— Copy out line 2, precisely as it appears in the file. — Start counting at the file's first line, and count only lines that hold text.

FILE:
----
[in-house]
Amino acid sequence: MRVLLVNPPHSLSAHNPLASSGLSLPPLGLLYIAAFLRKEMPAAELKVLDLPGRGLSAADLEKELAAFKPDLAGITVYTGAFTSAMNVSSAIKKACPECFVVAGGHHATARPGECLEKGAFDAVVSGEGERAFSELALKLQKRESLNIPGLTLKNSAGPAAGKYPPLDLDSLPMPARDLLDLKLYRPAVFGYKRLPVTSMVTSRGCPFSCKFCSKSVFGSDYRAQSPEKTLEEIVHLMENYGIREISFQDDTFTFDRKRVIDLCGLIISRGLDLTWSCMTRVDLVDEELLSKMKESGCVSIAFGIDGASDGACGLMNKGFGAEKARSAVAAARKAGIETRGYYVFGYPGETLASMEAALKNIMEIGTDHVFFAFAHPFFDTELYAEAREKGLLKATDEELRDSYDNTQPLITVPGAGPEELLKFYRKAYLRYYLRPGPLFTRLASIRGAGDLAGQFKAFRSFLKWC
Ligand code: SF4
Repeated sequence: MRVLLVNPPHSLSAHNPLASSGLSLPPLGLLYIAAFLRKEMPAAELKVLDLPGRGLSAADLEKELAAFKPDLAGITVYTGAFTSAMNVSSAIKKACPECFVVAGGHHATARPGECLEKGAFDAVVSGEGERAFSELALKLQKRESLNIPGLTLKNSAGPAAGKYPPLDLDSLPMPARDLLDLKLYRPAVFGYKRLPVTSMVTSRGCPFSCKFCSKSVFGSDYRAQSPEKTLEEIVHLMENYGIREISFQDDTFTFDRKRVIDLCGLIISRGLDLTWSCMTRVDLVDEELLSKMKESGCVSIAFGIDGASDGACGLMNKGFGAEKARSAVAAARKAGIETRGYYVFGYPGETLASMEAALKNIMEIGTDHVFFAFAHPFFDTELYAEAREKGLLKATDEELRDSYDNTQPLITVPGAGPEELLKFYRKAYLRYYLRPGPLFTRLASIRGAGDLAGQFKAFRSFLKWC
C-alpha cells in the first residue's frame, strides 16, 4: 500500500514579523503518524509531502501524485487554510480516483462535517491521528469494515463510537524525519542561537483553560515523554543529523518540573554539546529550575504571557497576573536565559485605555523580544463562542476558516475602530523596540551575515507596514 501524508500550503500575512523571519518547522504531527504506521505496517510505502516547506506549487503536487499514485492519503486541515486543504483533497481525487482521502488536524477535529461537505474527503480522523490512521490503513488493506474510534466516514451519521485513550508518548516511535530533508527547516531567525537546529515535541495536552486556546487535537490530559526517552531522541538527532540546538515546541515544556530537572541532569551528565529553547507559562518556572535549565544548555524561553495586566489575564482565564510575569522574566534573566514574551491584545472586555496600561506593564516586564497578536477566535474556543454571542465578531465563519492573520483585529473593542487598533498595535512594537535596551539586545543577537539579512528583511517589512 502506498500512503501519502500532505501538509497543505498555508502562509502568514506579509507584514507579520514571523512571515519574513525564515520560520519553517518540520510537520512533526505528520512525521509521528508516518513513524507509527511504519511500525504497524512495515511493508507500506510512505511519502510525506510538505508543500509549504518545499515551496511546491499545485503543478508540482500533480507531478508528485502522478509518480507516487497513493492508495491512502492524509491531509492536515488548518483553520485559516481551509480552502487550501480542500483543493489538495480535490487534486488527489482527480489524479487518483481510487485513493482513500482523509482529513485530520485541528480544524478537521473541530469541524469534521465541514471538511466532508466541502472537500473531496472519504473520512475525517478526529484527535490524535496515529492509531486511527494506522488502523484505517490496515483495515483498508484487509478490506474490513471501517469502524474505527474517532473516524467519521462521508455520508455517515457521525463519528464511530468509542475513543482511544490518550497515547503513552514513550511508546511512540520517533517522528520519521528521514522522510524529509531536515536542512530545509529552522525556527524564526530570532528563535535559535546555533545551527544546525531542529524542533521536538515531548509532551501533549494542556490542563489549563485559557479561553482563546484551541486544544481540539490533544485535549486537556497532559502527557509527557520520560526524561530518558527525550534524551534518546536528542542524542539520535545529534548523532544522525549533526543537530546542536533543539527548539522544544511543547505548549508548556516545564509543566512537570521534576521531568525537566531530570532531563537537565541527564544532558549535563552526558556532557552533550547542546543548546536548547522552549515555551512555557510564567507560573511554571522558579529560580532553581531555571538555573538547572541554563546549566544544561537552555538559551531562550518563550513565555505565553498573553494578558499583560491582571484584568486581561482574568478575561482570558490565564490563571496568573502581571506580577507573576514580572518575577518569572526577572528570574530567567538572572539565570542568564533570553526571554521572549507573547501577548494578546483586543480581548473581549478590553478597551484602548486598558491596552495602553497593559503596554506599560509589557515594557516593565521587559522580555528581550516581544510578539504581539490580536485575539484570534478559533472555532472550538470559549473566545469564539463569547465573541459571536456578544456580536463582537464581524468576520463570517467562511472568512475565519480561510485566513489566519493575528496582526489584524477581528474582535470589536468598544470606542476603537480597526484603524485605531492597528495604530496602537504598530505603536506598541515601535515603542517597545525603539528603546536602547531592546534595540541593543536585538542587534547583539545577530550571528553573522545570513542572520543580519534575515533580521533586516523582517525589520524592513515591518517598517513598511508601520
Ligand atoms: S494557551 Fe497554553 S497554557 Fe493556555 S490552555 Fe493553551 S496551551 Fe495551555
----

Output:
Amino acid sequence: MRVLLVNPPHSLSAHNPLASSGLSLPPLGLLYIAAFLRKEMPAAELKVLDLPGRGLSAADLEKELAAFKPDLAGITVYTGAFTSAMNVSSAIKKACPECFVVAGGHHATARPGECLEKGAFDAVVSGEGERAFSELALKLQKRESLNIPGLTLKNSAGPAAGKYPPLDLDSLPMPARDLLDLKLYRPAVFGYKRLPVTSMVTSRGCPFSCKFCSKSVFGSDYRAQSPEKTLEEIVHLMENYGIREISFQDDTFTFDRKRVIDLCGLIISRGLDLTWSCMTRVDLVDEELLSKMKESGCVSIAFGIDGASDGACGLMNKGFGAEKARSAVAAARKAGIETRGYYVFGYPGETLASMEAALKNIMEIGTDHVFFAFAHPFFDTELYAEAREKGLLKATDEELRDSYDNTQPLITVPGAGPEELLKFYRKAYLRYYLRPGPLFTRLASIRGAGDLAGQFKAFRSFLKWC